Paul Madson

THOUGHTS, QUOTES & REFLECTIONS

Month: February 2020

Faithful Unto Death: Do you know the story of Polycarp?

Biography, history, documentaries – true stories have always captivated me, whether it was studying an individual in school or reading in my free time.

I was reminded of this again over the last few days, as I prepared to teach Church History for a group of indigenous pastors on an upcoming trip.

There is a wealth of wisdom to be found in the biographical stories of people who lived in previous centuries.

Modern man tends to live with a very short attention span and lacks an appreciation for the hundreds (if not thousands) of years that have gone before us (30, 60, or 90 years seems like ancient history to many people).

Do you know the story of Polycarp, the aged Bishop of Smyrna?

Here’s a brief overview of his life:

Polycarp lived in the first and second centuries (69 – 156 AD).

He lived during the most formative era of the church, at the end of the age of the apostles, when the church was making the critical transition to the second generation of believers.

Tradition has it that Polycarp was personally discipled by the apostle John and he was appointed as bishop of Smyrna (what is now modern-day Izmir, Turkey). He served as Bishop for 50 years.

His only existing writing is “The Letter of Polycarp to the Philippians.” (110 AD)

In this letter we see a deep pastoral concern for the Philippian believers, as well as great familiarity with the New Testament documents. He urged faithfulness in the face of persecution.

His Letter to the Philippians was a significant foundation of early Christian literature, establishing the role of the Apostle Paul and referencing the existence of other texts of the New Testament.

When Polycarp was 86, the proconsul tried to get him to renounce Christ by saying,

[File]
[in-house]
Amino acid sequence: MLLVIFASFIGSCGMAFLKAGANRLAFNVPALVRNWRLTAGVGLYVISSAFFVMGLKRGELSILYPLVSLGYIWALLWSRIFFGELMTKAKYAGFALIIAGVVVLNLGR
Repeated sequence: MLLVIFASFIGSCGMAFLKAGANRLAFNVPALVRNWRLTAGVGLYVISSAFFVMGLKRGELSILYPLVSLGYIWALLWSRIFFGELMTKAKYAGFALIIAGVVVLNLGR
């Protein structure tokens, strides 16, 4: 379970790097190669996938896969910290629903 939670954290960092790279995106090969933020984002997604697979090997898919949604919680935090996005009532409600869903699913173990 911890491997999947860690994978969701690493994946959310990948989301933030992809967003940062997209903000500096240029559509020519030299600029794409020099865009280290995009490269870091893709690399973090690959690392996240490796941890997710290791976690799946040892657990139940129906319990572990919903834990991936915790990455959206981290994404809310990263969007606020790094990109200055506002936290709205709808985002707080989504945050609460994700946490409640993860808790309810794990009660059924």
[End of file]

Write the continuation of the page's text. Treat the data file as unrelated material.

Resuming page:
“I have wild animals here; I will throw you to them if you do not repent.”

“Call them,” Polycarp replied. “It is unthinkable for me to repent from what is good to turn to what is evil.”

The proconsul then said, “If you despise the animals, I will have you burned.”

To which Polycarp said, “You threaten me with fire which burns for an hour, and is then extinguished, but you know nothing of the fire of the coming judgment and eternal punishment, reserved for the ungodly. Why are you waiting? Bring on whatever you want.”

Finally, the proconsul said,

“Take the oath [i.e. worship Caesar alone and renounce Christ], and I shall release you. Curse Christ!”

Polycarp responded,

“Eighty and six years have I served him, and he has done me no wrong; how then can I blaspheme my King who saved me?”

Tradition has it that Polycarp died by being bound and burned at the stake, then stabbed when the fire failed to consume his body.

Polycarp was martyred for his faith. His execution was recorded by eyewitnesses.

“There were others who were tortured, refusing to be released so that they might gain an even better resurrection. Some faced jeers and flogging, and even chains and imprisonment. They were put to death by stoning; they were sawed in two; they were killed by the sword.

They went about in sheepskins and goatskins, destitute, persecuted and mistreated— the world was not worthy of them. They wandered in deserts and mountains, living in caves and in holes in the ground.

These were all commended for their faith, yet none of them received what had been promised, since God had planned something better for us so that only together with us would they be made perfect.” (Hebrews 11:35-40 NIV)